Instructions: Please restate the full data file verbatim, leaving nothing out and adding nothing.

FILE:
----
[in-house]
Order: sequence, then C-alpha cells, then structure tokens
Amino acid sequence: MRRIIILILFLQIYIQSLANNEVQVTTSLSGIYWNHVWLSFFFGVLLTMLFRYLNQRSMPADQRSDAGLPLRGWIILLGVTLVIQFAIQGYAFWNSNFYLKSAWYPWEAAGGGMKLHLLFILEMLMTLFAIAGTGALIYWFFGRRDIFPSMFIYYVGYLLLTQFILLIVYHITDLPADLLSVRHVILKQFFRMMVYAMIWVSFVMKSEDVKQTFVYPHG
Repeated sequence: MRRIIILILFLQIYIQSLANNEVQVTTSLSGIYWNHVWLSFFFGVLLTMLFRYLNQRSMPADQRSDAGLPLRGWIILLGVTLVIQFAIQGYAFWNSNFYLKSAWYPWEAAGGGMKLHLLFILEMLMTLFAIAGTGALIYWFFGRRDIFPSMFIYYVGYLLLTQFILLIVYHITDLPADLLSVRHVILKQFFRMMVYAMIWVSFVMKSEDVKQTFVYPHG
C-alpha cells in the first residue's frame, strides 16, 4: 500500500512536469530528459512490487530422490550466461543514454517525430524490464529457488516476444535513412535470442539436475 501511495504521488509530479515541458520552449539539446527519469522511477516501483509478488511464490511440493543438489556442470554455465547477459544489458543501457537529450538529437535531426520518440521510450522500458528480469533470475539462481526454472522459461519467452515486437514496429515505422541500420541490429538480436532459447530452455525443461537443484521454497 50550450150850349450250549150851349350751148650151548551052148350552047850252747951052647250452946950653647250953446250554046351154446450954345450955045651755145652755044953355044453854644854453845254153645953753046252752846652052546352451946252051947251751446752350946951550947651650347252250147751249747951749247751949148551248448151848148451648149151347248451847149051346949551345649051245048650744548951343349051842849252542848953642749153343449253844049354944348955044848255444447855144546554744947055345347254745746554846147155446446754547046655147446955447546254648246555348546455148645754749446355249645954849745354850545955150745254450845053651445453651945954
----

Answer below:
[in-house]
Order: sequence, then C-alpha cells, then structure tokens
Amino acid sequence: MRRIIILILFLQIYIQSLANNEVQVTTSLSGIYWNHVWLSFFFGVLLTMLFRYLNQRSMPADQRSDAGLPLRGWIILLGVTLVIQFAIQGYAFWNSNFYLKSAWYPWEAAGGGMKLHLLFILEMLMTLFAIAGTGALIYWFFGRRDIFPSMFIYYVGYLLLTQFILLIVYHITDLPADLLSVRHVILKQFFRMMVYAMIWVSFVMKSEDVKQTFVYPHG
Repeated sequence: MRRIIILILFLQIYIQSLANNEVQVTTSLSGIYWNHVWLSFFFGVLLTMLFRYLNQRSMPADQRSDAGLPLRGWIILLGVTLVIQFAIQGYAFWNSNFYLKSAWYPWEAAGGGMKLHLLFILEMLMTLFAIAGTGALIYWFFGRRDIFPSMFIYYVGYLLLTQFILLIVYHITDLPADLLSVRHVILKQFFRMMVYAMIWVSFVMKSEDVKQTFVYPHG
C-alpha cells in the first residue's frame, strides 16, 4: 500500500512536469530528459512490487530422490550466461543514454517525430524490464529457488516476444535513412535470442539436475 501511495504521488509530479515541458520552449539539446527519469522511477516501483509478488511464490511440493543438489556442470554455465547477459544489458543501457537529450538529437535531426520518440521510450522500458528480469533470475539462481526454472522459461519467452515486437514496429515505422541500420541490429538480436532459447530452455525443461537443484521454497 50550450150850349450250549150851349350751148650151548551052148350552047850252747951052647250452946950653647250953446250554046351154446450954345450955045651755145652755044953355044453854644854453845254153645953753046252752846652052546352451946252051947251751446752350946951550947651650347252250147751249747951749247751949148551248448151848148451648149151347248451847149051346949551345649051245048650744548951343349051842849252542848953642749153343449253844049354944348955044848255444447855144546554744947055345347254745746554846147155446446754547046655147446955447546254648246555348546455148645754749446355249645954849745354850545955150745254450845053651445453651945954